When you have your company, you need to have a bookkeeper who can make annual returns for you – not only to the tax authorities, but also to the National Bank of Croatia, which seems to want to know everything about every transaction. The national bank charges your company ï¿½500 per year for the pleasure of you keeping them informed of monies going either into or out of Croatia. The bookkeeper will also cost you a few quid. Croatian lawyers work hard, but they do not listen to their clients – which in a lawyer is an unforgivable trait. Be prepared to fall out with your own side! Legal fees for this dubious pleasure are likely to run close to ï¿½2,000.
If you buy on the islands – which you should do, for both capital gain and the beauty of the place – it is highly likely that your house will be covered by an historic preservation order. This requires the seller to offer the house to three separate state and municipal entities, to see if they want to buy the place from under your nose. They will all say no, but the procedure can delay the purchase for a number of months. If you sell as an individual within the first three years, you will be liable to 25 per cent tax. Obviously, if you set up a company, you can subsequently apply to transfer the title to yourself as an individual, and this appears to be common practice. Again, this will cost you a few quid.
So, on balance, is it worth it? Well,yes. Not only will you have your place in the sun, but you will own an asset that is appreciating at a rate of about 25 per cent per year. Croatia is hardwork, but worth the effort – and the trouble some procedures will only become more, rather than less, streamlined in the future. The country still has first mover advantage but, because of the above rigmarole, only a small proportion of buyers who first set their eyes on their dream property actually close. Demand is very high, particularly among yachties, and the tourist droves are driving that demand up every summer.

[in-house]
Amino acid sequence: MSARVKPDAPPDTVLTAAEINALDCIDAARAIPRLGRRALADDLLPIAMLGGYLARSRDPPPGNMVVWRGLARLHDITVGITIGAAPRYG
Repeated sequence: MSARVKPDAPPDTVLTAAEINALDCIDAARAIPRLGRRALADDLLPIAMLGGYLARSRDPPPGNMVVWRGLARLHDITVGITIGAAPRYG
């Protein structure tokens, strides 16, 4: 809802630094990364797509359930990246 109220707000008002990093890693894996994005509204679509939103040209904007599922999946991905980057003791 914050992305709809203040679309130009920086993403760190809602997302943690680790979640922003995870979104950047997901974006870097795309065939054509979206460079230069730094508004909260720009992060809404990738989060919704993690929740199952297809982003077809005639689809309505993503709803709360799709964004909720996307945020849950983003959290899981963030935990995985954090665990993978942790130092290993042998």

Some locals can be unscrupulous and regard every westerner as a potential John Paul Getty – which means that the first offer price is usually ludicrous. Haggling will get you well down on the opening price, but because they are not that versed in the market after 50 years of communism, they tend to quickly become indignant during the bargaining process. But persevere – property is about location, location, location and Croatia hits this right on the nose.
David, I have enjoyed your work over the years both on Agenda on TV3 and in the Sunday Business Post. I live in Co. Clare so was unable to hear you on Talk FM. I have being thinking for several months about buying a summer house in Croatia for my sons and I (my wife died suddenly last year aged 46). We spent a great family holiday there two years ago near Split. I was very interested in your article in the Sunday Business Post last sunday as I am trying to decide where would be the best location to… Read more »
I have been in croatia several times and it is indeed a
great spot, but in 2005 I fear the bandwagon has already
Casting my eye down the map I see Montenegro. It is still
attached to it’s imposing, corrupt big brother Serbia, and
apparently has very poor infrastructure, but I assume it
also has a beautiful coast like croatia.
Serbia will soon be jettisoned with a referendum and the
economy is only going to improve, dragging infrastructure
and cheap flights with it. Does yourself or anyone know
anything about the montegrin property market?
Good for the croatians!
By making it as hard as possible for the rich foreigners to
buy, maybe they are insuring that the local can still have
a roof over the head, communities that exist all year round
instead of during the summer holidays.
So much for slagging off property investors at home though!